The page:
In Cyn Lennon's book "John," Maureen was apparently depressed for several years following her divorce from Ringo. Eventually she moved on, marrying Hard Rock Cafe & House of Blues founder Isaac Tigrett in 1989. Tigrett The couple had a daughter together two years prior. jokingly referred his new bride as "my greatest piece of rock memorabilia." But even after she embarked on a new life with her new family, the Starkey clan remained close. Ringo has said, "Three years ago I started working again after a long break, and the whole family, including Maureen, came to the gigs... We're like that. We go as a family to support the family. Even though we're divorced, me and Maureen still share the joy of being part of the same family."
On New Year's Eve 1994, Maureen lost her battle to leukemia; she was 48 years old. Along with her children, her mother, and her husband Isaac Tigrett, her ex Ringo was holding her hand when she passed away. Ringo was reportedly said that when Maureen passed away, a part of his soul died as well. The song "Little Willow" (a heartbreaking beautiful song if you've never heard it) off of Paul McCartney's "Flaming Pie" album was dedicated in her memory.

That Daring, Darling Holly Golightly

Oh my goodness, has there ever been another film so beautiful, so influential as Blake Edwards's 1961 magnum opus Breakfast at Tiffany's? Nevermind how much it differed from Truman Capote's original novella about a call-girl and her bisexual writer friend -- this film was a true feat all on its own! Featuring the marvelous Audrey Hepburn as Holly, along with George Peppard, Patricia Neal, Mickey Rooney, and Buddy Ebsen, this film has remained a timeless classic. Why, you may be asking? A simple answer is that even if you weren't listening to the elegant dialogue or Mancini's beautiful "Moon River," this film would still take your breath away because Edwards really makes each shot of this film worthy of being a framed photograph. Its so stylistic in every way that you just feel immediately more sophisticated upon watching it (even if you are only in sweats and gorging on popcorn like I often do!)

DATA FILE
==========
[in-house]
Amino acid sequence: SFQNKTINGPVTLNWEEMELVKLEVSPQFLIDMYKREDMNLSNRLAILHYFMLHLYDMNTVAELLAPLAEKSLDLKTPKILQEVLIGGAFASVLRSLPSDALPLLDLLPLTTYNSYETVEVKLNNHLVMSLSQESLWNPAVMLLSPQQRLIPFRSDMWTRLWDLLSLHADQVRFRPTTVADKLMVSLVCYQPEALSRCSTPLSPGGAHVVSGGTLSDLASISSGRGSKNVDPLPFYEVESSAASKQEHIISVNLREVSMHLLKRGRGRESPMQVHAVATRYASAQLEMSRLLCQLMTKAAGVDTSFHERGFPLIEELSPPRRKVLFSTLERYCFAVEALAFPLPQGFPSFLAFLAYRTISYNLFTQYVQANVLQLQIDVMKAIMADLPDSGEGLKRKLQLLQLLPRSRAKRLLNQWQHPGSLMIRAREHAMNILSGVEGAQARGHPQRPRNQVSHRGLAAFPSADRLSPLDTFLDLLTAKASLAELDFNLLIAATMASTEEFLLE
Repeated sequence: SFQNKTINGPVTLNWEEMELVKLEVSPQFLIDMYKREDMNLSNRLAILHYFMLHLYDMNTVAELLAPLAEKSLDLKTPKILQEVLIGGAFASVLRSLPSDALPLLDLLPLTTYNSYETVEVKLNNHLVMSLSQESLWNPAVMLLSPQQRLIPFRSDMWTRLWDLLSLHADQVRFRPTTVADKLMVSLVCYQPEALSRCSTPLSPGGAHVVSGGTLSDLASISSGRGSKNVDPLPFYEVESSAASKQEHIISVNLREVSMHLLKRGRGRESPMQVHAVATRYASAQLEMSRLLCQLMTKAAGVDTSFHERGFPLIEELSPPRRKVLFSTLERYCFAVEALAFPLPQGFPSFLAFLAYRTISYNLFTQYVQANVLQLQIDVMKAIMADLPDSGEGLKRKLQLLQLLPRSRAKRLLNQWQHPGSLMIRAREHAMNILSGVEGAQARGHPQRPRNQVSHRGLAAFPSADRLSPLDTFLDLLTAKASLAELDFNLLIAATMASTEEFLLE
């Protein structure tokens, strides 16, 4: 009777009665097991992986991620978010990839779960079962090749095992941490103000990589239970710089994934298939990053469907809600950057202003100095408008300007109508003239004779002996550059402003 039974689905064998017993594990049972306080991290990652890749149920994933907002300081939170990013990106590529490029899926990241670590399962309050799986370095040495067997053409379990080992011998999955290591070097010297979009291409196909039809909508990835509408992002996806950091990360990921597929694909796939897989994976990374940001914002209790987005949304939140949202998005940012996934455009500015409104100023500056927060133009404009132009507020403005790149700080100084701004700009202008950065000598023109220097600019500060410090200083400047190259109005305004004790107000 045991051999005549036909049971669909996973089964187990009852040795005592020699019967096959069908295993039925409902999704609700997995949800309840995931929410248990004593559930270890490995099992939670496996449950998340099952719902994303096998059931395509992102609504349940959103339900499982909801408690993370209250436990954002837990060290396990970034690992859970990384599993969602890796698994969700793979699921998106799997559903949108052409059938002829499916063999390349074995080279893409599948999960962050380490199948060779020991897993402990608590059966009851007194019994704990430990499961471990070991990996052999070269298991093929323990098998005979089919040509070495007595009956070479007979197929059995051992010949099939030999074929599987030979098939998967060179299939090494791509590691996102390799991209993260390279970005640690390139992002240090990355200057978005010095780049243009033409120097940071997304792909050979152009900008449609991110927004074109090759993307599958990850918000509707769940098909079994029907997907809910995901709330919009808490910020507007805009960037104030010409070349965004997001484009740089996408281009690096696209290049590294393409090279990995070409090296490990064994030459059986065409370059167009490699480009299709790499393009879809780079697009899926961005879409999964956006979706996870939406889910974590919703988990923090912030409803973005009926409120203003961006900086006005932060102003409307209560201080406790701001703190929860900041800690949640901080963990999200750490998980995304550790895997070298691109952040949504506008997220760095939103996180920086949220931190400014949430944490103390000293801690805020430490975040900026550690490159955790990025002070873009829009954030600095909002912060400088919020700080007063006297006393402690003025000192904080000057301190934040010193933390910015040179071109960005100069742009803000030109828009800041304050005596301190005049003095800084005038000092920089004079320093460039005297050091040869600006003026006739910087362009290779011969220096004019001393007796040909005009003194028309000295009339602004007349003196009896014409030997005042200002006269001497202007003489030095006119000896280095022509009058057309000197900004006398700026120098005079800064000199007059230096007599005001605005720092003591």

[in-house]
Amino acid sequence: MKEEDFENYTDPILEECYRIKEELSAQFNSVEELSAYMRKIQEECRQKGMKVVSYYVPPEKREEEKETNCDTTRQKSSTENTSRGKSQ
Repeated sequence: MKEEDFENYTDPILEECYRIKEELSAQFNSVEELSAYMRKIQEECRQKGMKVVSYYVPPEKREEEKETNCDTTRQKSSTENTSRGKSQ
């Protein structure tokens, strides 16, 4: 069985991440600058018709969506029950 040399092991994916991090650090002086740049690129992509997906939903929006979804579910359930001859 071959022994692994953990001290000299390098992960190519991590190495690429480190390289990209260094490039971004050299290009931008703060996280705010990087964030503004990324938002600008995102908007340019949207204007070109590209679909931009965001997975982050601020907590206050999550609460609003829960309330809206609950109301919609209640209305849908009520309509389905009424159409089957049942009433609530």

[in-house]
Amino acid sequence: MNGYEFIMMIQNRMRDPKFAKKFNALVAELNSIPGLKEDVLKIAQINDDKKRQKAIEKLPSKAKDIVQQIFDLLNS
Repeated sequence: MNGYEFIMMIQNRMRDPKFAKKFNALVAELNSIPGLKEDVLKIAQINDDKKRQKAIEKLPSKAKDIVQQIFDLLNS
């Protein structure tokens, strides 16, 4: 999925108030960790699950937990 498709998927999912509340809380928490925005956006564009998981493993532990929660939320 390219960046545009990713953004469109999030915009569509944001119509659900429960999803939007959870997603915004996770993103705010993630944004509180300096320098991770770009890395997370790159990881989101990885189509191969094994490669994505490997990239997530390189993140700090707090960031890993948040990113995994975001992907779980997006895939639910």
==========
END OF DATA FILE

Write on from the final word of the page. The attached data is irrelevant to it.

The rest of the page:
Every girl I know has, during one point in her life or another, wanted to be Holly Golightly. No it wouldn't be enough to dress like her or adapt her fear of mean reds or love of Tiffany's -- they actually wanted to become this character. But eventually after a few weeks they would give up in vain. If you are one of these girls but are a little more determined to succeed, I recommend you checking out the blog Chic and Charming (if you haven't viewed it, I highly recommend it -- it's really wonderful), they posted a list that details everything in "Breakfast..." so that you can legitimately own all the same things Holly did, associate with the same folks, dine at the same places, even use the same brand of cake mascara. I myself dilligently took notes upon first viewing.

Chic and Charming's great list of How to Be Holly Golightly
http://www.chicandcharming.com/2008/01/how-to-be-like-holly-golightly.html

Also, I just thought I'd post this Wiki-how guide to being Holly. Its quite fun as well
http://www.wikihow.com/Be-Inspired-by-Holly-Golightly

Wednesday, December 24, 2008

The Pattie Chronicles: The Makeup